When I envision the advocacies of modern hip hop culture, I picture a life of unfulfillment for many people and the encouragement of destructive behavior. Mainstream hip hop artists and labels push the lifestyle of excess without purpose. Realistically, when you have that million-dollar car, unnecessary mansion and visually appealing sex partner, then what? At some point, you will be in bed, alone with your own thoughts about what you are working so hard for. Is what you are doing for your own betterment or is it someone else’s dream?
The reality is that the ones who even make it to such status are a ridiculously small percentage of people and that reign on top is likely very short lived because a life of excess in a risky industry will eventually lead to the well drying up.
My views on hip hop have changed throughout the years, ranging from feeling that it is no big deal to now seeing it as a cry for help. When I was younger, I saw it much like a movie and majority of the artists who appeared ridiculous were just playing a part for the audience. People like violence, so they are going to portray someone that is violent. Artists like Freeway, Scarface and Rick Ross adopted their names from real or fake gangsters to give the audience the portrayal of someone that is dangerous and taboo for a civil society. Music that is edgy and bends the rules is much like driving pass a car accident, you cannot help but to look. Many people watch NASCAR waiting on the edge of their seats for a crash, and that is how we react to modern hip hop. We wait for the next hyper-violent, sexually driven and drug inducing song that becomes our life’s soundtrack. It becomes normalized and we need more in order to keep our endorphin levels raised.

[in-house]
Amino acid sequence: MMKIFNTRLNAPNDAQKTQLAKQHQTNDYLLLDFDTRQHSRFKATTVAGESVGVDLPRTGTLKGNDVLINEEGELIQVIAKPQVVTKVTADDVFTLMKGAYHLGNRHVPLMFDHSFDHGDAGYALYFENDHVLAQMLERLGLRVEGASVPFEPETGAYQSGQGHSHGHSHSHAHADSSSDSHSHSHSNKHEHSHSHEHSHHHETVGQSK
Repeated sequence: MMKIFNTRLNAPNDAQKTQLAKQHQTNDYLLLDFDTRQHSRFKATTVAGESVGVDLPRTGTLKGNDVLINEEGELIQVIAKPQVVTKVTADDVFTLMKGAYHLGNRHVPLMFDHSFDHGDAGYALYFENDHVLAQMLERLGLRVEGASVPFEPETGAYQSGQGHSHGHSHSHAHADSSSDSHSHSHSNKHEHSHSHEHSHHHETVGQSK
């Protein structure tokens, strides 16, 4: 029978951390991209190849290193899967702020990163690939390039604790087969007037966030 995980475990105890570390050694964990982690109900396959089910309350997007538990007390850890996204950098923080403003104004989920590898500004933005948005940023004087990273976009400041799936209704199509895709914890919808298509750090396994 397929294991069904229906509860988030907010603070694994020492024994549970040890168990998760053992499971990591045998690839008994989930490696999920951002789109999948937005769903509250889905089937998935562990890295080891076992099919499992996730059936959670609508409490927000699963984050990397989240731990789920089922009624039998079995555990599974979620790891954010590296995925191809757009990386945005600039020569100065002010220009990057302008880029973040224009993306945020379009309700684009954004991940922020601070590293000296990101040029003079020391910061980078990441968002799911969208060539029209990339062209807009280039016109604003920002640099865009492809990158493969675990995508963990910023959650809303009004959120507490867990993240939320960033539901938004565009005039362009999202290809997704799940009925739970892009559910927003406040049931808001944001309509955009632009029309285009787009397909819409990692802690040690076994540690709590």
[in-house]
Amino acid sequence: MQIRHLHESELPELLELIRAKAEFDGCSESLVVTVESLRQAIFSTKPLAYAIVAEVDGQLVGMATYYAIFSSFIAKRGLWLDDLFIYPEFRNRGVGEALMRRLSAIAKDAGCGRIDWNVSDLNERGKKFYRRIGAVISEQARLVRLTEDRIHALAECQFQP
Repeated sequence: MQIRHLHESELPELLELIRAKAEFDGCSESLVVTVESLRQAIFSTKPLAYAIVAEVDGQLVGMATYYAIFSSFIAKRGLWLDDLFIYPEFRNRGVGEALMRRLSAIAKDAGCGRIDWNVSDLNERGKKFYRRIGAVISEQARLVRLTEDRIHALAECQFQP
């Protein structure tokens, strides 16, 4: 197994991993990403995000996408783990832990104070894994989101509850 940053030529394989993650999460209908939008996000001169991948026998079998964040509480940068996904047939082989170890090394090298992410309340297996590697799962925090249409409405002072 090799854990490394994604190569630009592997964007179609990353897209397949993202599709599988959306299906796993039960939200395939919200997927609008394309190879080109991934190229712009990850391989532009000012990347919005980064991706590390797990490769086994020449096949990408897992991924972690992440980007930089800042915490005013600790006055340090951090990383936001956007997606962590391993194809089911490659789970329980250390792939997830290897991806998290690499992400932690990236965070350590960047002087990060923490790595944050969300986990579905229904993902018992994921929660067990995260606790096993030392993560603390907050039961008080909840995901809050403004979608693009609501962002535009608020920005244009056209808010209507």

The days of “2 Live Crew” appear tame to modern standards and remember, they were sued for the lewd words that they were saying. While their court case is a win for free speech, the music industry operates on a capitalist basis. Much like an IPO, the music industry is always looking for that next edgy artist or genre to push to the masses. Music is more intoxicating than any other form of entertainment and we should be wary of who consumes this elixir. There are people with fully developed brains that have trouble distinguishing the difference between musical fiction and non-fiction, so our children have little chance of fully understanding this difference.
Modern hip hop is a cry for help from our black inner-cities. The most credible artists must accentuate their validity based on a measurement of how impoverished they were, where they are from and how dangerous of a neighborhood they are from; the worse, the better. We have become feverish for authenticity over the years, so we want it to feel real, much like we want to see a real car crash versus a planned stunt car crash. The more destructive of a life that our musicians can convey to the audience, the more we want to consume their tales of despair.